In the eyes of critics, it’s working. The Trump administration, some rights groups say, has swept Sisi’s human rights violations under the rug. “We’ve never had a better relationship, Egypt and the United States, than we do right now,” Trump told reporters as he met Sisi in the Oval Office on Tuesday.
Human rights advocates say thousands of political opponents are being systematically detained without trial, some of whom face torture and the death penalty. Egypt’s security forces, for example, have killed over 460 people they said were extremists or criminals in shootouts since 2015. But a new Reuters investigation indicates some of those men may have simply been supporters of political movements opposed to Sisi, including the Muslim Brotherhood.
Since orchestrating a military coup in 2013 and formally taking office in 2014, Sisi has consolidated his grip on the country. He is ramming through constitutional reforms allowing him to stay in power through 2034.
When asked about Sisi’s push to stay in power on Tuesday, Trump said: “I don’t know about the effort, I can just tell you he’s doing a great job.” He added that Sisi is a “great person.”
It was a political gift for the Egyptian strongman in the run-up to a public referendum on the constitutional changes. “President Trump appears to be putting an American stamp of approval on these constitutional amendments,” Dunne said. “He’s doing Sisi an enormous favor by hosting him.”
Secretary of State Mike Pompeo defended the cozy U.S. relationship with Egypt in a Senate hearing on Tuesday. He sidestepped opportunities to criticize Sisi in a line of questioning from Sen. Patrick Leahy (D-Vt.) asking for comparisons between human rights abuses in Venezuela, North Korea, and Egypt. “There’s no doubt that it’s a mean, nasty world out there, but not every one of these leaders is the same,” Pompeo said.
“There’s no doubt the Egyptians have been an important security partner,” he added. “[Sisi] has also been remarkably good with respect to religious freedom … he has been a remarkable beacon in the Middle East for religious freedom.”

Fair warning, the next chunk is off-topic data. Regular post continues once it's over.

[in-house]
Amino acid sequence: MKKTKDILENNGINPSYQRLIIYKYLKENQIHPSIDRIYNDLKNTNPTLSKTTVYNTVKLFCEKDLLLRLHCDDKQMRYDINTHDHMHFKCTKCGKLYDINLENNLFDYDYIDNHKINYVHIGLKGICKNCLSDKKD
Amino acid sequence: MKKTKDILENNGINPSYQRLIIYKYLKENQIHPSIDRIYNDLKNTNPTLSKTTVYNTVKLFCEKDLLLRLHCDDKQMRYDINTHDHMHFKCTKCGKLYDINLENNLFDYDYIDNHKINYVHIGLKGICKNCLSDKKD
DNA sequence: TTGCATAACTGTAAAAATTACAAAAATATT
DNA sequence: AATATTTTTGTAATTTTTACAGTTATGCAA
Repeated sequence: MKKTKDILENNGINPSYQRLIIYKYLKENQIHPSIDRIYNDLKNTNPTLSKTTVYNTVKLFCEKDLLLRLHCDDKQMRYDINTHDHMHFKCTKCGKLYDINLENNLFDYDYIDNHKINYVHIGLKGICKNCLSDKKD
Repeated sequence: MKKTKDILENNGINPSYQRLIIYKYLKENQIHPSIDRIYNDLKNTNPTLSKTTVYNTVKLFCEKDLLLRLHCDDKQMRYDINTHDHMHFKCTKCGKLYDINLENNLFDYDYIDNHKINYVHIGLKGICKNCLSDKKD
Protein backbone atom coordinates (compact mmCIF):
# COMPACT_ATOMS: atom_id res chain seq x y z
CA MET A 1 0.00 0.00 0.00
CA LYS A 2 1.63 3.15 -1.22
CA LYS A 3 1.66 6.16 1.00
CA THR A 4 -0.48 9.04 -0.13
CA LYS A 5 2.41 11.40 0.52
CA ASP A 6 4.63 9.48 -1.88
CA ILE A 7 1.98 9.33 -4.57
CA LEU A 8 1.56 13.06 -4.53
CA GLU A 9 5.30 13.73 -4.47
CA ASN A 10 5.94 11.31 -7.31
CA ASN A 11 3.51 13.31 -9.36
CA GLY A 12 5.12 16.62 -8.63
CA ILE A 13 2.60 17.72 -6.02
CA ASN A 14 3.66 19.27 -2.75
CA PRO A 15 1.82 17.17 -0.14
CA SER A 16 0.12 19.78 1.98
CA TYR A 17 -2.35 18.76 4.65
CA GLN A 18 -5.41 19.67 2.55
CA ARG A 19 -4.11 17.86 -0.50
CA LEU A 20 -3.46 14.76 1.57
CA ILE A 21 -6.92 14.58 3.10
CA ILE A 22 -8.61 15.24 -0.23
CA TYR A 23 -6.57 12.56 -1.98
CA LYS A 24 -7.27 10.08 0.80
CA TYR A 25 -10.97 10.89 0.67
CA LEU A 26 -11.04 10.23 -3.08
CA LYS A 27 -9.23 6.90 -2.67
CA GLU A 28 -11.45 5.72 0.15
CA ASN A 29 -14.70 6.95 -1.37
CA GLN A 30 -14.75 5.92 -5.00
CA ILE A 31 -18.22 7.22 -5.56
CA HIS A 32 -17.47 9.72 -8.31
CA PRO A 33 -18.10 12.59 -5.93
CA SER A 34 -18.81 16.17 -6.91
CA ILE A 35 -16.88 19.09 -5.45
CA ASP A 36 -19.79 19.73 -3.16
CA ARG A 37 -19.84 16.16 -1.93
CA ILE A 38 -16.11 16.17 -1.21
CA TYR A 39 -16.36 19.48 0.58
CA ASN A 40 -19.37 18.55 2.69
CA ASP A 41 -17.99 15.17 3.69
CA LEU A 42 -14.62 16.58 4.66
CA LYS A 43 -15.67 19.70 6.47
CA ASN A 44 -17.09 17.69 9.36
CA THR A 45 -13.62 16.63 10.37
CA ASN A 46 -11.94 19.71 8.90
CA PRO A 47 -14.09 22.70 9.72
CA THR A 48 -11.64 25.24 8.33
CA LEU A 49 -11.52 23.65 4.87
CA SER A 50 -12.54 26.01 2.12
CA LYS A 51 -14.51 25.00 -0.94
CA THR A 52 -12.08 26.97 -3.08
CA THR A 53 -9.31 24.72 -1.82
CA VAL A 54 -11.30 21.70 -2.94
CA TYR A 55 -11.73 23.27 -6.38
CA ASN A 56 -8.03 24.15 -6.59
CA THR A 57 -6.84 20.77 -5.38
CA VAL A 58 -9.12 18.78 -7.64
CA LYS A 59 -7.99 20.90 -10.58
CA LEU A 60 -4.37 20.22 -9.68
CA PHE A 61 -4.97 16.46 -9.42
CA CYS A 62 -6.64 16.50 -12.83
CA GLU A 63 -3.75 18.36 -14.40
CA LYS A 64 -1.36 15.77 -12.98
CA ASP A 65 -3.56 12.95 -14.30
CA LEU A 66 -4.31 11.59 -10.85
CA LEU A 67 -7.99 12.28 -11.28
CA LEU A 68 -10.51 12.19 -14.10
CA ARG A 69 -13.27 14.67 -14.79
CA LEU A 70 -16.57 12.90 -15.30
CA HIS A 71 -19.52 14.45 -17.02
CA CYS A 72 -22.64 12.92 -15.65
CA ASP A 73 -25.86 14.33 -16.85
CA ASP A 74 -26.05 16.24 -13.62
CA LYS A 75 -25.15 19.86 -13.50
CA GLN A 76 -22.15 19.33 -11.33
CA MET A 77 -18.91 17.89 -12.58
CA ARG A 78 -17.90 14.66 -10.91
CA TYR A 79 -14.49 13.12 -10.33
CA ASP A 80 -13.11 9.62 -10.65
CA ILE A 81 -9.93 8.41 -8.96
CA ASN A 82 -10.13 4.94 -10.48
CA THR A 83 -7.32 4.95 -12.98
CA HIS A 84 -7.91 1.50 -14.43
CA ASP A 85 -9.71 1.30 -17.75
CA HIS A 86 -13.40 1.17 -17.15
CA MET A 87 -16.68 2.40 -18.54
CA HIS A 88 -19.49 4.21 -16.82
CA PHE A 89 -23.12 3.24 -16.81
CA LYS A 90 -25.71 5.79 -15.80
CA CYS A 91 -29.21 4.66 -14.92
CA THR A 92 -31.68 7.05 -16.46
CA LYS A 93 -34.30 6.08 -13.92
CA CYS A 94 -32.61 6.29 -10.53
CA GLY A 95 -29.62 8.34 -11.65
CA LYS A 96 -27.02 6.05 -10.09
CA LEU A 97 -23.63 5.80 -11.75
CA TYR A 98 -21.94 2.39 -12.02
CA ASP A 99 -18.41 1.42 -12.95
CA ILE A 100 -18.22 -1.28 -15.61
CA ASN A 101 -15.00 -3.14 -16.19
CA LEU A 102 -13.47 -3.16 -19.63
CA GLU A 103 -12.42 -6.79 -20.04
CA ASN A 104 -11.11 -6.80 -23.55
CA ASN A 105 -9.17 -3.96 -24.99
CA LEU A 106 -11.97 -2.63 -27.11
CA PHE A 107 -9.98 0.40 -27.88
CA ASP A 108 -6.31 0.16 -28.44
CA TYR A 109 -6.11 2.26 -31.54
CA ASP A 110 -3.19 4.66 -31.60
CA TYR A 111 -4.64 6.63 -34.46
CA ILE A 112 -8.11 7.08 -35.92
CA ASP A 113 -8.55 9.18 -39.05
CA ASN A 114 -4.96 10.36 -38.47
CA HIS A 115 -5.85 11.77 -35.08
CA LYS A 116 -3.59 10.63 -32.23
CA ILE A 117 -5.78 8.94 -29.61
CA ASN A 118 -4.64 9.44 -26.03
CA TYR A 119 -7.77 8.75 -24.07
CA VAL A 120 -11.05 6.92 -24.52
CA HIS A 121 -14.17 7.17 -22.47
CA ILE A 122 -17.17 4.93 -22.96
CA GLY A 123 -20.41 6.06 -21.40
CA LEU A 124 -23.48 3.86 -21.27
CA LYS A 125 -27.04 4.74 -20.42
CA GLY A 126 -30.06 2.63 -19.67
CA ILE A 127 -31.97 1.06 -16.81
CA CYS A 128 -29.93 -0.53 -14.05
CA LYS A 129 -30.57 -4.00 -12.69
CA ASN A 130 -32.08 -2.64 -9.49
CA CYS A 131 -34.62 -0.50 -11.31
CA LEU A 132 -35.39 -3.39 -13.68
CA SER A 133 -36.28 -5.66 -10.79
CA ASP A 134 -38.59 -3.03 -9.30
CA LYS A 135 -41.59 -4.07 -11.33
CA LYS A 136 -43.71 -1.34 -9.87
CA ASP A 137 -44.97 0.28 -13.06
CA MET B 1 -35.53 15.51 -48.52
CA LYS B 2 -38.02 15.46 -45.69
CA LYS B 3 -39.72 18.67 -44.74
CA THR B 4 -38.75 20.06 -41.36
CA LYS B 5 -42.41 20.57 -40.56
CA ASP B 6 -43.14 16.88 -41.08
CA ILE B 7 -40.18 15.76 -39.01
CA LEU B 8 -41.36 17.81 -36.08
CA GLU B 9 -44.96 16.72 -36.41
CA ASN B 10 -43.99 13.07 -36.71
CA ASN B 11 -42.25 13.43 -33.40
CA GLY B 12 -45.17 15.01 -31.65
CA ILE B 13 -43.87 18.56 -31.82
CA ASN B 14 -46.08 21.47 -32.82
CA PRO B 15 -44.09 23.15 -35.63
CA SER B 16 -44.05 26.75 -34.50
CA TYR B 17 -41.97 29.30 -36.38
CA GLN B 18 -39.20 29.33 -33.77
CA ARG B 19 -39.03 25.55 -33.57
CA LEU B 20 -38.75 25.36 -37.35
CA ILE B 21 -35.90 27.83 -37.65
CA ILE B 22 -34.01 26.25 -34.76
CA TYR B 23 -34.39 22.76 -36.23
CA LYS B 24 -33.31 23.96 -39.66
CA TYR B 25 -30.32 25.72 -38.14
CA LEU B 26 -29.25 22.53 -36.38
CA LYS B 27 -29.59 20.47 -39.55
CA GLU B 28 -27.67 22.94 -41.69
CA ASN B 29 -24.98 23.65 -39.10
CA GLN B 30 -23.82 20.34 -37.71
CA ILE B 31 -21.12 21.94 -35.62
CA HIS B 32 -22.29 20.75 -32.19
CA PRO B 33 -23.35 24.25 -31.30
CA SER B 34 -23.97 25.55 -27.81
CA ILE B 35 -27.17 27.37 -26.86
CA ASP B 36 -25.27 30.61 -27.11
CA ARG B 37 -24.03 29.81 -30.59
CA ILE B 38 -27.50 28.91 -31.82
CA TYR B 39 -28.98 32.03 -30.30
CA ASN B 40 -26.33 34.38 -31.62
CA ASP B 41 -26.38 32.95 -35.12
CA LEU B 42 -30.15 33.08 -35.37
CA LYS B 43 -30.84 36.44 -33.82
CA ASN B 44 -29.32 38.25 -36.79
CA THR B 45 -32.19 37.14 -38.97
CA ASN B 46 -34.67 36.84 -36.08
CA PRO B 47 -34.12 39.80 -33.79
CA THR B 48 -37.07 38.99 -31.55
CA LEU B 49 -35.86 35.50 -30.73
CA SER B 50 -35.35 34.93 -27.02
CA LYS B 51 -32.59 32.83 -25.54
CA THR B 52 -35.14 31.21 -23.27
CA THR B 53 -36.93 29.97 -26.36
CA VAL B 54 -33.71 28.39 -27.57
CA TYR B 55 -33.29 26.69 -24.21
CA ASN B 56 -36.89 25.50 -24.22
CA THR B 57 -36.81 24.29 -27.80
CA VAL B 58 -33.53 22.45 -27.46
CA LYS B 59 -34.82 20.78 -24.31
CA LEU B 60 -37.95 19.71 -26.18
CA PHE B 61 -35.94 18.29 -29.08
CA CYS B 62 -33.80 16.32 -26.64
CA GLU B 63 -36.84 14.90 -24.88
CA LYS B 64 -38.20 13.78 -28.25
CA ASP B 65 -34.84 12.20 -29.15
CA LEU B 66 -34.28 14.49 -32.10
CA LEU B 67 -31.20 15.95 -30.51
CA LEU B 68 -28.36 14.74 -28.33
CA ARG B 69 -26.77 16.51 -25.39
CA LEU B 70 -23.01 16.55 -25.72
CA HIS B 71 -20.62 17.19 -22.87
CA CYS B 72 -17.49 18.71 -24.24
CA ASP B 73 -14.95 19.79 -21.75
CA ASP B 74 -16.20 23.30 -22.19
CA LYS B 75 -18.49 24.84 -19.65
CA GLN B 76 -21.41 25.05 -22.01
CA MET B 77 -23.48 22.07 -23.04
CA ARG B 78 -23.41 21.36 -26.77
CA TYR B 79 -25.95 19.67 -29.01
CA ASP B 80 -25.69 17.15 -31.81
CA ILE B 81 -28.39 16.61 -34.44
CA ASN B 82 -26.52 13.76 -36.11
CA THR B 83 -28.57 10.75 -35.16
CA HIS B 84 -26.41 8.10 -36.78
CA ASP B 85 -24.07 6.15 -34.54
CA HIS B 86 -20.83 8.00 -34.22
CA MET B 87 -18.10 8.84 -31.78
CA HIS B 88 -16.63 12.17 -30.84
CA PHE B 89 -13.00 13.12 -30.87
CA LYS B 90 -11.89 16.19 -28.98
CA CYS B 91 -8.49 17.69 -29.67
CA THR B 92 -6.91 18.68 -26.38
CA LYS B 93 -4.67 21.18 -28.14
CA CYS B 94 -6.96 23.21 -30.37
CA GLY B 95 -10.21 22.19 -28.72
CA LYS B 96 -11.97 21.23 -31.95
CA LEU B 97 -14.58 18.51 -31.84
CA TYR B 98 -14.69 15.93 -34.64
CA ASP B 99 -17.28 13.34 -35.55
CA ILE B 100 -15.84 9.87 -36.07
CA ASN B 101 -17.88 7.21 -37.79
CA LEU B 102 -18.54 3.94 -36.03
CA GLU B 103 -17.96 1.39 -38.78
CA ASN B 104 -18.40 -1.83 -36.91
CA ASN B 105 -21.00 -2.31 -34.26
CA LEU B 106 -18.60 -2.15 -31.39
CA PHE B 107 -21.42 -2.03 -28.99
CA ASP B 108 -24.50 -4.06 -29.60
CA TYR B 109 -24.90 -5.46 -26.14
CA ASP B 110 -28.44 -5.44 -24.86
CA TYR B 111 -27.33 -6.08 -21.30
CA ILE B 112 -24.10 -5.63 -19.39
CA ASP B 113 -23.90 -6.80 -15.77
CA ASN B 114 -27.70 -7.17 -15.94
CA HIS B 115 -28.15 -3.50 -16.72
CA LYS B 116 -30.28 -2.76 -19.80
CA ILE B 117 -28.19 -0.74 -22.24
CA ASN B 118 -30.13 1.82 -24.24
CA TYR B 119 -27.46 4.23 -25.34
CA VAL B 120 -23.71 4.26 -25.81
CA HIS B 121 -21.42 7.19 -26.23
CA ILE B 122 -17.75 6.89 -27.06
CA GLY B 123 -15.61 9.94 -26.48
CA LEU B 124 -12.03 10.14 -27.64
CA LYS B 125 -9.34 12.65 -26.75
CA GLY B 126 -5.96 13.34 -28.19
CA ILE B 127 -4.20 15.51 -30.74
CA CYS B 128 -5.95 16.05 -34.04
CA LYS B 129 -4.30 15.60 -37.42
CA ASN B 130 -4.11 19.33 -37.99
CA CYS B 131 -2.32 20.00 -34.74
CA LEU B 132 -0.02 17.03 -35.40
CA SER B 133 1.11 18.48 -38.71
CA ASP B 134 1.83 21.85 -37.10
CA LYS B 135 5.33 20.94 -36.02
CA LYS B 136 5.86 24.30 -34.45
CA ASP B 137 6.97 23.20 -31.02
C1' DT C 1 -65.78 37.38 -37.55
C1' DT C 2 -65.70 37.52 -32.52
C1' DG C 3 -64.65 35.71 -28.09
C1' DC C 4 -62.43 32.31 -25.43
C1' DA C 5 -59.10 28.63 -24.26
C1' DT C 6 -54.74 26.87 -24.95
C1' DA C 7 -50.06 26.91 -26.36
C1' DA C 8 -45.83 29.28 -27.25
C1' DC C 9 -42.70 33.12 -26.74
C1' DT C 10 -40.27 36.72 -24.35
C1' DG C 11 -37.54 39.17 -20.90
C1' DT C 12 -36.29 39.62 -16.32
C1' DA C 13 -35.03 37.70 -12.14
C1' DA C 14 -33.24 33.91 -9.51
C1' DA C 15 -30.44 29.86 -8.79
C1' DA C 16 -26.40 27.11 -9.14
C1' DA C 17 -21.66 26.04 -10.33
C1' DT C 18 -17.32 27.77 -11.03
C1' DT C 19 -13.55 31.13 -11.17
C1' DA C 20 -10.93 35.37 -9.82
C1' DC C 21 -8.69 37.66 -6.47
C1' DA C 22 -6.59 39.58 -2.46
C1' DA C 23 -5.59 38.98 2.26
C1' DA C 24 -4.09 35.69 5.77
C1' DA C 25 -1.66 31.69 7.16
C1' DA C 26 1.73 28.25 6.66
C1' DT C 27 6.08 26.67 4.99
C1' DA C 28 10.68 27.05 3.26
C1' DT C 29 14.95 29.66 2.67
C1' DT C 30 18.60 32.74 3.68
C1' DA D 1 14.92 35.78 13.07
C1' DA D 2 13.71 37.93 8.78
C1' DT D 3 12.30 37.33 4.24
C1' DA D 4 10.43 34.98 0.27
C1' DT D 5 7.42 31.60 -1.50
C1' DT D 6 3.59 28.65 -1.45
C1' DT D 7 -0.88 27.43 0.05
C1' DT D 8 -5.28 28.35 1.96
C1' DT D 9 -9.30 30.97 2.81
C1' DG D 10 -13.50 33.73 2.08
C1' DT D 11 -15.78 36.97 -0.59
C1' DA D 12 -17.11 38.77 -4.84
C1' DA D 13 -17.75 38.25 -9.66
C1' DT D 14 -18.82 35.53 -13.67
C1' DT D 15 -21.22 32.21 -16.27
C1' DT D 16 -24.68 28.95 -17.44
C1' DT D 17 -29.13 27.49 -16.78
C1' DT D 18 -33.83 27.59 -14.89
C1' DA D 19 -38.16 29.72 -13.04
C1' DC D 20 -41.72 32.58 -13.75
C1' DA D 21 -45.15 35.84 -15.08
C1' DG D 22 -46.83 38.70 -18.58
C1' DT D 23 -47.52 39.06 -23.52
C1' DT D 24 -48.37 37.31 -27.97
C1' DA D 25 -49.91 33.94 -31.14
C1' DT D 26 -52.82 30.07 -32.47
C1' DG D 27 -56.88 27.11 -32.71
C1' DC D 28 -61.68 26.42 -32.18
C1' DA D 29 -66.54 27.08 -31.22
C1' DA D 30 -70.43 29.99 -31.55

Some $300 million of the $1.3 billion U.S. security assistance to Egypt is contingent on human rights issues. But in years past, the president has circumvented those restrictions under a “national security waiver,” citing Egypt’s crucial role in countering terrorist groups and other threats in the Middle East. In 2018, the Trump administration released $195 million to Egypt that it had held up over its human rights record, arguing it had made progress on some issues.
Congress, however, is gradually souring on the Egyptian regime and may push to pare back aid further. On Monday, 17 U.S. senators, including Sen. James Risch (R-Idaho), the chairman of the Senate Foreign Relations Committee, and Sen. Bob Menendez (D-N.J.), the top Democrat on the committee, sent Pompeo a letter pressing the administration to discuss “the erosion of political and human rights” in Egypt when Sisi visited Washington. They also raised concerns over Cairo’s plan to buy 20 Russian fighter jets, which could open up Egypt to U.S. sanctions.
It’s part of a broader trend of Capitol Hill stepping up to be Washington’s voice on human rights even as Trump retreats from the matter, according to Philippe Nassif, the advocacy director for the Middle East and North Africa at Amnesty International USA.
“If you are a Middle Eastern ruler, you know that Congress is always going to be around, and many of these lawmakers are around far longer than a U.S. president is,” Nassif said. “The U.S. Congress is signaling to the regime that if you don’t shape up, we’re going to escalate with bills that will hold you far more accountable than these letters you see today.”